I've been doing some preparation work for laying a new floor and while I'm waiting for cement to dry where the floor needed patching I've been fine tuning the tiller on the Molle'.
I've got a good full draw to the target 24", plus a tad as the brace is low still.
Damn thing is I can't see the draw weight from the video! The bow is so short I've zoomed in and the scale is off the bottom of the pic. I think it's about 45# but it's so nerve wracking flexing it I've quit while I'm ahead.
You can see I've got horn overlays on the nocks and the levers (especially the right) have been substantially slimmed. I think it will look stunning once it has a wipe of Danish oil on it
The curve on the limbs looks pretty good to me now.
Now this is where I don't get the whole Molle' argument.
Imagine I take a hint off the belly side of the levers so that they flex. The bow could be pulled so that the existing 'working limb' is in exactly the position it is in the picture. The tips would be back a bit further due to the flexing of the levers, so we'd have a longer draw and thus more energy storage surely?
When loosed the 'working limb' would recover to brace in exactly the same time as it did before, or maybe a tad quicker as we've lost a bit of mass from the levers. So we'd have longer draw and less mass at similar poundage...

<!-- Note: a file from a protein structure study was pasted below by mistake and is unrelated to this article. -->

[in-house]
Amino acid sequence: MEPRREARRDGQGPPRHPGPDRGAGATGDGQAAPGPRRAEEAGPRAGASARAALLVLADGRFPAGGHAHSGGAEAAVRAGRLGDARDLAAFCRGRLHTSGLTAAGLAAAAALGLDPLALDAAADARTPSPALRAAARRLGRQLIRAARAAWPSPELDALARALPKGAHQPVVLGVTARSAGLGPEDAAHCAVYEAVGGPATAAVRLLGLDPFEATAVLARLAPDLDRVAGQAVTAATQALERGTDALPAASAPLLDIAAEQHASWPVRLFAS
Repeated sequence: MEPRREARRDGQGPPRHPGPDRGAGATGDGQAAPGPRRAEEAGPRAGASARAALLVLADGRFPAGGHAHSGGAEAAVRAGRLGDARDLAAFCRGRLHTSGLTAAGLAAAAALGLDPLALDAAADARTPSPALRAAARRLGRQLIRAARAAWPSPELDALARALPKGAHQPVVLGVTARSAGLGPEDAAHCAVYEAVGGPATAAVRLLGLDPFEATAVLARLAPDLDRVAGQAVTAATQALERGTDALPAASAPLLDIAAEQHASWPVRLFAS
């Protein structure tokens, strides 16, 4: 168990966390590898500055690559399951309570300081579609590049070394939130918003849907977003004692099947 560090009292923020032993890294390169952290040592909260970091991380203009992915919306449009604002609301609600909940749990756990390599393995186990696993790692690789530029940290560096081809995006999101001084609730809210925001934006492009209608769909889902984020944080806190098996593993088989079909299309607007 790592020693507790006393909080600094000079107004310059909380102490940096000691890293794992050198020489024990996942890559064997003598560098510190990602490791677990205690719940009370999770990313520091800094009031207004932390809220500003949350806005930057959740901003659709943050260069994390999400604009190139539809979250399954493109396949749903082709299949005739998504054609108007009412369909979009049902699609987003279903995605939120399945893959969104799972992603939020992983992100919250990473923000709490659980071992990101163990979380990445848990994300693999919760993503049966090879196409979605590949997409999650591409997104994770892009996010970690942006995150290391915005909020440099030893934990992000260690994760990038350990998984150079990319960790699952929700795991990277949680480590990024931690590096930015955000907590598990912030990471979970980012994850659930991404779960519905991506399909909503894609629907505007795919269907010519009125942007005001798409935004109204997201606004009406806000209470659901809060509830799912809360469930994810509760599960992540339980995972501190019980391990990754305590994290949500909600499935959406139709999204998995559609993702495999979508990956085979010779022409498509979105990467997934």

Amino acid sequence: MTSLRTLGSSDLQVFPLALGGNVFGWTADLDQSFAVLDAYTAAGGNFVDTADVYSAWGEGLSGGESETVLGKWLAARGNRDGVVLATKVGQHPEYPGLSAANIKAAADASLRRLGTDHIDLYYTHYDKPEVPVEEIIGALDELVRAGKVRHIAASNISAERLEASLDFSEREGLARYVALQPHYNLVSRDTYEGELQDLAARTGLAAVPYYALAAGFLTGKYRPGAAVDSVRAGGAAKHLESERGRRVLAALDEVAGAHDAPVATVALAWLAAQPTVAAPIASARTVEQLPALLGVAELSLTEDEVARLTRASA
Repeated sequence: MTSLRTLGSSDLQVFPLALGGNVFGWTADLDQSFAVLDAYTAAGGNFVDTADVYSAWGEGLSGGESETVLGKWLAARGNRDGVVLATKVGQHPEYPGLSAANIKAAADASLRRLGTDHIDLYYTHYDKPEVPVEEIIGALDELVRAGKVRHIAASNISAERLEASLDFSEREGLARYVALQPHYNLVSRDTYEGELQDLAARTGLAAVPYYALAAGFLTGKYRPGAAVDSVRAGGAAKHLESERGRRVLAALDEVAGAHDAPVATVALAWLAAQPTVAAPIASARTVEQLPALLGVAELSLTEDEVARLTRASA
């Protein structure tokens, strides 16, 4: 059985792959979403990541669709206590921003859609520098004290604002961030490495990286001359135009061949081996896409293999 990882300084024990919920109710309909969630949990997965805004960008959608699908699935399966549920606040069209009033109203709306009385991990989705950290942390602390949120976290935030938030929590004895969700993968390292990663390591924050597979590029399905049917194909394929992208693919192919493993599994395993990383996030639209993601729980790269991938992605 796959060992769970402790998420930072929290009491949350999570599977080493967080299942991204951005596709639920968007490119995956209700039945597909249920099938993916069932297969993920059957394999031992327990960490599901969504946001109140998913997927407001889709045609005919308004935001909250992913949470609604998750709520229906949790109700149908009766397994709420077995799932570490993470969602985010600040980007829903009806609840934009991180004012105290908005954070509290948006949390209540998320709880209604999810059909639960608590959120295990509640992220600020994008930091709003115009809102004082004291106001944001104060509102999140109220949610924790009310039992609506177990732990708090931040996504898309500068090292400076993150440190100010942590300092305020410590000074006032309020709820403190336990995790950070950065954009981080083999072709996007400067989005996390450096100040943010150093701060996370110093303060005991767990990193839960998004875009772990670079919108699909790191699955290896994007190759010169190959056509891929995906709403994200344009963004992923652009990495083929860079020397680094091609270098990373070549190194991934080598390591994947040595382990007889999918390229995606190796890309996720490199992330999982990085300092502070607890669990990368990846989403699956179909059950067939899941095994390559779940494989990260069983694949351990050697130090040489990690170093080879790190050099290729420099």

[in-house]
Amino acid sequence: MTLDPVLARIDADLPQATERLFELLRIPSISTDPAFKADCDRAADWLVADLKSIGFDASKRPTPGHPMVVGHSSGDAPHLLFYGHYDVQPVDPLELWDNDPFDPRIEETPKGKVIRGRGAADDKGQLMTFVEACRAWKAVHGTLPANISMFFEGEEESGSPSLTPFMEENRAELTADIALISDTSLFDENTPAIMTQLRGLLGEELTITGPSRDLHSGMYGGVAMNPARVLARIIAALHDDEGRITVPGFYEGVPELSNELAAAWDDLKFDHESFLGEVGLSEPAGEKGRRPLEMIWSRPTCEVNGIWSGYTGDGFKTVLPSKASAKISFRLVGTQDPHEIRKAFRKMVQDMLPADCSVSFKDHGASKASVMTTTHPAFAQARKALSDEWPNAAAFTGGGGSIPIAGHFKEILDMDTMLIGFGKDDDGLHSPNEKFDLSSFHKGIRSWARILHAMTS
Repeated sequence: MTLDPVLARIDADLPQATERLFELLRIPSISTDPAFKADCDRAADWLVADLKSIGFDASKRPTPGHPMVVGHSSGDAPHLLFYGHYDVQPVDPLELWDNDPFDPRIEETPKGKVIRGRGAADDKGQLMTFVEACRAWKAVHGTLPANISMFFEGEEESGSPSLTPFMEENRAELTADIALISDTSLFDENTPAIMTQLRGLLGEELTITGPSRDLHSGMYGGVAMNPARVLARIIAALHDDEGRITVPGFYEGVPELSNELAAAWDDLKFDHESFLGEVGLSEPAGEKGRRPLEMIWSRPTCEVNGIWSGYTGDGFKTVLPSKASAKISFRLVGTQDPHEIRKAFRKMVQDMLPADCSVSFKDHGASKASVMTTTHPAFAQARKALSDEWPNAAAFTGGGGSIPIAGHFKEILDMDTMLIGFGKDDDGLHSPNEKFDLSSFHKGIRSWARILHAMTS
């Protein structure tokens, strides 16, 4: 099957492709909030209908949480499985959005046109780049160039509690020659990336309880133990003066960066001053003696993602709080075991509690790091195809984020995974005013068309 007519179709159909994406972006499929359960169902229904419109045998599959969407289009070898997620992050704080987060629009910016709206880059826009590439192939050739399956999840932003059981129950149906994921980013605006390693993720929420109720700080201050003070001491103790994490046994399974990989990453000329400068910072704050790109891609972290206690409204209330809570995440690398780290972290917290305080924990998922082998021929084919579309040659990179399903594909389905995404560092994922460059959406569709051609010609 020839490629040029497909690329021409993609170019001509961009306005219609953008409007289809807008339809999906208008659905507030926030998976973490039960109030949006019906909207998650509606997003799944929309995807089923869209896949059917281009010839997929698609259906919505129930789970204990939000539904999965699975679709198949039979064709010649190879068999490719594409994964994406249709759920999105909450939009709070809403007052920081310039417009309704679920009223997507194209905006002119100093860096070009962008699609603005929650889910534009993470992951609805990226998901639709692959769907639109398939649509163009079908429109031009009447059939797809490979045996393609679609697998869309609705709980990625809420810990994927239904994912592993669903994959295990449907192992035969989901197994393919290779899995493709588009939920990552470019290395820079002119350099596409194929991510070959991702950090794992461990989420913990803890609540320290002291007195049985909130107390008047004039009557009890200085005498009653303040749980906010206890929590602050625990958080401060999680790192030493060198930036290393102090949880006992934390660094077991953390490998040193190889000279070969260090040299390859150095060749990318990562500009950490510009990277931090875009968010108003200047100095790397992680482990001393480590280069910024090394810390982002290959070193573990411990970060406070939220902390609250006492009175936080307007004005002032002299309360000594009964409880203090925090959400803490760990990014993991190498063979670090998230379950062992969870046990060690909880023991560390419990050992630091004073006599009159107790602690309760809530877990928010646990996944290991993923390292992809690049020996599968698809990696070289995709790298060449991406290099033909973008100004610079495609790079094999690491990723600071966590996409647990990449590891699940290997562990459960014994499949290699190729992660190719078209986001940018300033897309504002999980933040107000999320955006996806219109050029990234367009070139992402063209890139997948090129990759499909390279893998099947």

I can't see that the slightly flexing levers would somehow lag behind as they can be considered as separate short stiff limbs with a small deflection which would presumably recover before the ralatively longer working limbs which have a substantial deflection.
I dunno, a real analysis is beyond me... and that's why I'm making it. The proof of the pudding is in the eating. I suppose I could get performance figures and then reduce the tips to get 'em flexing, mind the change in performance would probably be less than the experimental error.
I'm not even entirely convinced a CAD system could be realistically programmed to give the real answer...